How to Strengthen the Education System during COVID-19
It comes down to collective efforts between teachers, parents, and school administrators, but here are the five key areas our founder and CEO Aaron Copeland, believes we need to address immediately.
1.Provide proven tools or training with new educational national requirements.
First, let’s acknowledge it’s been a tough year to be (or, rather, not be) in a classroom. Schools were forced to, overnight, adopt stopgap measures in response to the international crisis.
Rapidly improvised solutions trickled down through the ranks: from national government organizations to state school districts to local school districts to school administrators to parents to teachers and finally, to students.
As any good English teacher would tell us: we lost the narrative in the midst of the crisis.
As a result, we’re seeing teachers who are stretched, stressed and just plain overworked. Their jobs changed overnight, and they were told to simply “make it work.” So, they did.
Let’s be sure this doesn’t happen again. Give your teachers and staff space to have a voice, and share their honest feedback.
Ask them what’s working. What’s not working. How they are. What support they need. Then, see how you can create solutions. And repeat.
Don’t forget, you can tell them what you’re facing too. Showing vulnerability is a strength, and key to building what’s broken to get back on the same page.
2. Include lessons in stress reduction within the education curriculum.
88We’ve always asked teachers to do more with less. Today, we’re asking them to do twice as much, often with no additional emotional or professional support. As a result, teachers still love teaching, but feel teaching now occupies just a small fraction of what they are being asked to do. Just as anyone wants to feel successful in their work, so do teachers.
You can’t possibly eliminate all sources of stress during a pandemic, but you can use breaks that support your wellbeing. These breaks needn’t be long: just enough to acknowledge the time sacrifice your staff is making to accommodate the new workload.
Taking the time to define the environment teachers will be facing as their school begins reopening can also reduce teacher stress. Set up processes and walk teachers through the environment they’ll be facing.
3. Troubleshoot proactively on a local level.
All problems cannot be solved nationally.
Which means, in some cases, we are solving local problems with a national solution. We need to get a better handle of where problems cascade, because how we respond to local customs geographically may have an impact on learning. Perhaps our federal leaders should establish broad regulations, but also provide consultation support to states and school districts.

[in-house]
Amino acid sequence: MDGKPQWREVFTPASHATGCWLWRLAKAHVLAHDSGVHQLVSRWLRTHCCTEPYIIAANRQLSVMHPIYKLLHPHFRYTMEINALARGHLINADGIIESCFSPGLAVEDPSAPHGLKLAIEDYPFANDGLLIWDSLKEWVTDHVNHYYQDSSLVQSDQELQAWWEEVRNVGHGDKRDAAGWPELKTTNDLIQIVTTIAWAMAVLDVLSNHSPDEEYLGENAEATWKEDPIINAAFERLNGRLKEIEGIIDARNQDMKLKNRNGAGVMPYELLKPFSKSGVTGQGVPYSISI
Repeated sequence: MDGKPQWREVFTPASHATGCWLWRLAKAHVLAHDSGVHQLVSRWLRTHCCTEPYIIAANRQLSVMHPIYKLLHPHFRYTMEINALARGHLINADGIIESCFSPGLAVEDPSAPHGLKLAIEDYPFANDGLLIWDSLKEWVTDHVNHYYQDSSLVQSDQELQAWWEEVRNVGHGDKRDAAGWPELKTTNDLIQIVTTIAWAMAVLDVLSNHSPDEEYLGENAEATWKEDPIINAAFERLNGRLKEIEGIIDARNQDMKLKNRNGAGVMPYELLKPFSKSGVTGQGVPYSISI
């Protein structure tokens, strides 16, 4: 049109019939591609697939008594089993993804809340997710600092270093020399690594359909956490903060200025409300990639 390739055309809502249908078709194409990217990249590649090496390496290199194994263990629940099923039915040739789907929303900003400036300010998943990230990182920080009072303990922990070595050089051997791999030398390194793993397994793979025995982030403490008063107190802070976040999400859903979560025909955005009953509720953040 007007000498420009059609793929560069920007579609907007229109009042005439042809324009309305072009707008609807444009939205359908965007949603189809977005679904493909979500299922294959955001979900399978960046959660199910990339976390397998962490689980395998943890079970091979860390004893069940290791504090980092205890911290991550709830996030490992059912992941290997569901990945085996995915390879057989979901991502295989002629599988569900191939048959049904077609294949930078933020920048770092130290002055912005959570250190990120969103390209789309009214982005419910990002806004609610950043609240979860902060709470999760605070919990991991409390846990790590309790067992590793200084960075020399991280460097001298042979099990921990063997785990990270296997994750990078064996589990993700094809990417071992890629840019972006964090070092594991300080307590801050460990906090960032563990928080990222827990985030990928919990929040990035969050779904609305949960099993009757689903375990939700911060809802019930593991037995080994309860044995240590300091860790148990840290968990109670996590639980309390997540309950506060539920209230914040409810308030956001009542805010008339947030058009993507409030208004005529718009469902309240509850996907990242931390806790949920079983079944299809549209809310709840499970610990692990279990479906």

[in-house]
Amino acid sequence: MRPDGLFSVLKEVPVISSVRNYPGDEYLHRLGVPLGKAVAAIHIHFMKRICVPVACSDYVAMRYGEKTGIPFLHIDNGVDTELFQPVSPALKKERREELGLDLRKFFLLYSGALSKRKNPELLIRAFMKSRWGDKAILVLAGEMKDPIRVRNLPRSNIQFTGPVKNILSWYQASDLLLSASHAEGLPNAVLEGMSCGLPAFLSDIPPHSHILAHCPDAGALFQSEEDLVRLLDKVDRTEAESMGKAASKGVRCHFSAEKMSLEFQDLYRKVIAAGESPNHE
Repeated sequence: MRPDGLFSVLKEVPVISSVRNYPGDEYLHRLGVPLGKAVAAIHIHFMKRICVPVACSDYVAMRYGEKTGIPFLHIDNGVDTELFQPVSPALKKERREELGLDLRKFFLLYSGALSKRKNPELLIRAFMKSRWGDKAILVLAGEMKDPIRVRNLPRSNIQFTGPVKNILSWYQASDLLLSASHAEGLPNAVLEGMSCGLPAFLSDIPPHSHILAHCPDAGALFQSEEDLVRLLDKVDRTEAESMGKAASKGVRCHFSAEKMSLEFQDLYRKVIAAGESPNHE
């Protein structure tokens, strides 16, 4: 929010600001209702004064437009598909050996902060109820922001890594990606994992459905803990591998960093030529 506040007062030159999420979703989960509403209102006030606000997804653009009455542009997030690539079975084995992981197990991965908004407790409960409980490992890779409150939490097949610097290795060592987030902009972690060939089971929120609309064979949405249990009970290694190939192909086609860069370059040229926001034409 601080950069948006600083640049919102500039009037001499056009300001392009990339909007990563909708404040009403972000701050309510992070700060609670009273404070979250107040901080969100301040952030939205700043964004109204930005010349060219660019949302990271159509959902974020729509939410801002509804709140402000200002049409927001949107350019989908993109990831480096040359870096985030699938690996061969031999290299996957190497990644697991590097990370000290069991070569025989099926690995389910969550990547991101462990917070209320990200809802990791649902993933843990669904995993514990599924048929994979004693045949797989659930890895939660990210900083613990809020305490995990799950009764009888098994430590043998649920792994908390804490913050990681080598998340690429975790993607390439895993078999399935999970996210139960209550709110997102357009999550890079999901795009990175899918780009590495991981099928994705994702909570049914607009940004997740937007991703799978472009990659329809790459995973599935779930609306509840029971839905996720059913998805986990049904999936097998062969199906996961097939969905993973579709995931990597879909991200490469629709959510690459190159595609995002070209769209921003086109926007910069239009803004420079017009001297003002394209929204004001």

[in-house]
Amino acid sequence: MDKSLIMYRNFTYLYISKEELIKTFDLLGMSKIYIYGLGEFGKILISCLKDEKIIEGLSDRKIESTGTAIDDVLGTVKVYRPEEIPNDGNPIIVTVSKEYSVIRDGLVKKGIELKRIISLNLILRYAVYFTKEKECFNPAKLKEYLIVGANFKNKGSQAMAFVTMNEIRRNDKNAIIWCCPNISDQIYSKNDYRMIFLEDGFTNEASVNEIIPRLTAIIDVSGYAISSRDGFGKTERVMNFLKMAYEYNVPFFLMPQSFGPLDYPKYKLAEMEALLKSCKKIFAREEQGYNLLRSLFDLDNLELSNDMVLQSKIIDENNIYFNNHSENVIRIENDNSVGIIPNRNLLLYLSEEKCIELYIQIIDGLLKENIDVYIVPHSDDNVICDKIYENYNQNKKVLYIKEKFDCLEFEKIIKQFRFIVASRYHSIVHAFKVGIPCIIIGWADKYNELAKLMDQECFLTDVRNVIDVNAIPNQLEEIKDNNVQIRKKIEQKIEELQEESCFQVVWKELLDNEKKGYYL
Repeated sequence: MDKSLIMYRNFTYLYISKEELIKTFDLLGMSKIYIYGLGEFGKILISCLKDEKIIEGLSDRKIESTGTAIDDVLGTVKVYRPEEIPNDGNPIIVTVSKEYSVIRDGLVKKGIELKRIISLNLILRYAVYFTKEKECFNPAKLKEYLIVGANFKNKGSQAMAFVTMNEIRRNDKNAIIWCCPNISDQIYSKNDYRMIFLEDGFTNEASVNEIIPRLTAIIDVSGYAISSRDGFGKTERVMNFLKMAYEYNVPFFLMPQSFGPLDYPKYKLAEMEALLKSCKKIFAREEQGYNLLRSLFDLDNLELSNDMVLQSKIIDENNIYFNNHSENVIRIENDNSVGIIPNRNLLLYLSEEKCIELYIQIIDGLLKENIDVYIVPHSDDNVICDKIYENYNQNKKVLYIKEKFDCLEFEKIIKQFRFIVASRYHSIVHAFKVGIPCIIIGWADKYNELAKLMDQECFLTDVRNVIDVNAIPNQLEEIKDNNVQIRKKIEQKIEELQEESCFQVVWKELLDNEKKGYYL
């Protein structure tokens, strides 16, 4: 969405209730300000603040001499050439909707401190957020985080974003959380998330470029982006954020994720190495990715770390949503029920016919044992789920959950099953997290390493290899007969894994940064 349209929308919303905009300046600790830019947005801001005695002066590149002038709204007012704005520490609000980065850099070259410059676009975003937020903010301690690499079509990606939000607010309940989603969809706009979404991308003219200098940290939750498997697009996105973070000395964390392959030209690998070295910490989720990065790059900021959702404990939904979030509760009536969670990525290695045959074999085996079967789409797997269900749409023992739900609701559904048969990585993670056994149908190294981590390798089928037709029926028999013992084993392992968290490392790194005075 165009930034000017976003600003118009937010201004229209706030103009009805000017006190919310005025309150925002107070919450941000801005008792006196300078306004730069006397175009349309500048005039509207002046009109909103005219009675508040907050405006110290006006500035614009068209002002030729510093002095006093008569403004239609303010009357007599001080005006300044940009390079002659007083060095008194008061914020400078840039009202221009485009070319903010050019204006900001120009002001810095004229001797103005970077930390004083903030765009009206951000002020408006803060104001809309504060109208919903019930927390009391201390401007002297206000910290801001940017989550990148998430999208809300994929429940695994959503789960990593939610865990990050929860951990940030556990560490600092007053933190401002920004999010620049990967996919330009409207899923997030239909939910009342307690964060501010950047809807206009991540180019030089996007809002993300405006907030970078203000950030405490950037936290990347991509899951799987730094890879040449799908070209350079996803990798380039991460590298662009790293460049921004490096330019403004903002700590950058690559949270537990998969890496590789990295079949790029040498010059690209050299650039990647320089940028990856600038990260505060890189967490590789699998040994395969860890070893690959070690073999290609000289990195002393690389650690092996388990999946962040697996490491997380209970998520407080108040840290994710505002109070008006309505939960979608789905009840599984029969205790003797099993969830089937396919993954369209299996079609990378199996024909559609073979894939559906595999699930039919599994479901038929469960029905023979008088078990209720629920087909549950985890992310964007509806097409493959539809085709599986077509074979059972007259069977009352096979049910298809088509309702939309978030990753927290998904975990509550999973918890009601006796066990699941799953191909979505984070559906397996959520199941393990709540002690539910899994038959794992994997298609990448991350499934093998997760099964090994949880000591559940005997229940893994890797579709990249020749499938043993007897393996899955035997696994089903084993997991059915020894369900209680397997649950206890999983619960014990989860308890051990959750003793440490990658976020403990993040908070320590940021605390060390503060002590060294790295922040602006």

In addition, embrace the idea that problems are sometimes perceived. Maybe social media makes all problems appear local. Using media, traditional or not, provide a framework for perceiving, understanding, and addressing the many problems the educational system has right in your backyard. Often, problems are a result of not being able to imagine a solution.
4. Acknowledge the challenges faced by parents and determine the effects on national policy.
While parents have always fulfilled a uniquely qualified role on the student’s educational team, this year they were asked to provide, at minimum, their child’s classroom setting, and at most, assistance to teachers by providing structure and reinforcing discipline.
As school moves increasingly away from the kitchen table and back to the classrooms, take this opportunity to engage parents and reiterate the important role they continue to play in their child’s education. While home education was an enormous burden to some, all parents learned a great deal more about their child’s learning style and what worked and did not. This knowledge, though hard-won, can be uniquely useful moving forward.
5. Learn the lessons from other industries.
Other industries experienced and survived major disruption from the pandemic as well. Can educational leaders tap into other disciplines to learn their best practices from addressing a crisis? Absolutely. Crossing industries to come up with problem-solving ideas is a great way to proactively meet change and learn how to pivot.
The pandemic was a major disruptive event in education, and we’ll be processing the lessons of its impact for years. As we emerge from the crisis, educators have more experience and response time to navigate change. If we are to have any chance conquering the challenges ahead, educators will use this time to listen and learn from its stakeholders. This approach to managing change allows us to act instead of reacting.
We’re still in this, and we’re in it together. The more empathy we can lead with, the better leaders we will be.
Ready for more insight? Read on at Authority Magazine here.